So here are a few things you can give your character in lieu of plot armor.

Knowledge

Give them the information necessary to realistically survive what you’re throwing at them. Some battles are best won with brain rather than brawn.

Build a subset of knowledge into their background (a hobbyist in the family who liked learning about the things they’re facing or maybe a previous job that had parallels). Make them research and plan.

Or just straight up give them a teacher.

Mentors can be excellent side characters.

Skills

Make these people practice. Make them learn combat or lockpicking or endurance running.

Maybe they ran track in high school. Maybe they were in the army or your book’s equivalent. Maybe they dropped out and lived on the streets, stealing what they needed to get by.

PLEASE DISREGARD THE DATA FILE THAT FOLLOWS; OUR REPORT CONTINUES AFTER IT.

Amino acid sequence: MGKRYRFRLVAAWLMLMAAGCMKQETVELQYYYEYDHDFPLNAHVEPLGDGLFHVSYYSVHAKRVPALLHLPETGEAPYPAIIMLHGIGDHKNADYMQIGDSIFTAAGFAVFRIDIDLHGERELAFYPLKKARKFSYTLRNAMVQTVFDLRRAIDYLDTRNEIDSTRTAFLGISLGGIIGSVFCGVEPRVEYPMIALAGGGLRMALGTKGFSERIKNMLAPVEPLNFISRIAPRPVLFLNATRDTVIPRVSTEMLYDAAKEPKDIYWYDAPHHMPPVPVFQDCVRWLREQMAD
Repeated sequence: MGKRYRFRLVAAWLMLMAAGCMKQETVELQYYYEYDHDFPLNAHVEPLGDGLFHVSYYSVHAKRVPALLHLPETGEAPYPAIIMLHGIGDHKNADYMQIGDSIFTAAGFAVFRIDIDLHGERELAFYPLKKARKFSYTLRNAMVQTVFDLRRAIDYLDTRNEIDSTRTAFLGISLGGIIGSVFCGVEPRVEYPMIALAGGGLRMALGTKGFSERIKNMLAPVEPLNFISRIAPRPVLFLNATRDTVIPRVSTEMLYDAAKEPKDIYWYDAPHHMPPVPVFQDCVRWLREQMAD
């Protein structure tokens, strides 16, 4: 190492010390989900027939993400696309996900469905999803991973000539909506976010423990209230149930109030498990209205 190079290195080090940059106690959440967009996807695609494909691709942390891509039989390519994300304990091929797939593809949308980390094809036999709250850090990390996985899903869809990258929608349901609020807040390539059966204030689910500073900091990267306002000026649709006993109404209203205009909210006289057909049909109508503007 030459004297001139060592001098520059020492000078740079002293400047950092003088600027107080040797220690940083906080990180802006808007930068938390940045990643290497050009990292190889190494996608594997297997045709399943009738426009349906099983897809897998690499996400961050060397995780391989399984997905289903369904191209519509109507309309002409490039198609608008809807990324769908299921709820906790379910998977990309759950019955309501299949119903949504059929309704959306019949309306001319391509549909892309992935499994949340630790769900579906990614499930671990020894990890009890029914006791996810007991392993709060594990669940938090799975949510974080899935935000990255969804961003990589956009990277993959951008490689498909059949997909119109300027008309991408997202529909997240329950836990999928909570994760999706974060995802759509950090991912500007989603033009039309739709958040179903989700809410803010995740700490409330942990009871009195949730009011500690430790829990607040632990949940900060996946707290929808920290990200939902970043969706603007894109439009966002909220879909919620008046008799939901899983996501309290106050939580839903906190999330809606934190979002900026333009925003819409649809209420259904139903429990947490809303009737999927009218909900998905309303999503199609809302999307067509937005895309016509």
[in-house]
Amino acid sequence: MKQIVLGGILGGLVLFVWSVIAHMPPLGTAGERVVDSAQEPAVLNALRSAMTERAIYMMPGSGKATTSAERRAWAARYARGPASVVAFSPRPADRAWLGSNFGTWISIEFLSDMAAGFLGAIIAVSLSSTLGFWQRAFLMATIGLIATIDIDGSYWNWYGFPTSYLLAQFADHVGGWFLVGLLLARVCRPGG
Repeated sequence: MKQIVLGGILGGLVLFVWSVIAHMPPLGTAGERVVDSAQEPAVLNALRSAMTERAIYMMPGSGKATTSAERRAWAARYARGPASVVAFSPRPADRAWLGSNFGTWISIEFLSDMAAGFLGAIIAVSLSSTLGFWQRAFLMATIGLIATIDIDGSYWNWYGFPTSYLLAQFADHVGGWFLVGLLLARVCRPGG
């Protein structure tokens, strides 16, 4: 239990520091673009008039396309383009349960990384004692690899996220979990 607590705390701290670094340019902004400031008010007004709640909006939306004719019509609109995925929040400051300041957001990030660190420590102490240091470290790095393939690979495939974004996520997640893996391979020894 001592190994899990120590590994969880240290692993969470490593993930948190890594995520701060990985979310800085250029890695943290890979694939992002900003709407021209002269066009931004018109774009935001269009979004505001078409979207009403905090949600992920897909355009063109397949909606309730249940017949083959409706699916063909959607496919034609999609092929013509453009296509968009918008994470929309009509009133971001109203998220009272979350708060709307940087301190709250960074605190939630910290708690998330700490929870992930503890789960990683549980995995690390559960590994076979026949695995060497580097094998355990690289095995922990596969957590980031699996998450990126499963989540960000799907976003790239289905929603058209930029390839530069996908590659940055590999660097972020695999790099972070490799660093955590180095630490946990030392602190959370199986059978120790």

Or maybe their life changed at the beginning of the book and they found a mentor for the skills they’d need. Trial and error is a pretty harsh teacher, but also an option.

Allies

More than one person working toward the same goal will almost certainly increase the chances of achieving it.

Now, these people aren’t meant to be bullet sponges or cannon fodder, though some may end that way.

But a prepper friend can teach your MC about filtering water and keep them from getting dysentery in the apocalypse.

A friend who’s also a cop could help them talk down (or subdue) an assailant.

The Ending

Maybe give them the realistic ending. Tragedies may not be as common now, but they are part of literature. And though it might mean a genre change for some (dark romantic fantasy instead of dark fantasy romance), it could be worth it to stick to what would really happen.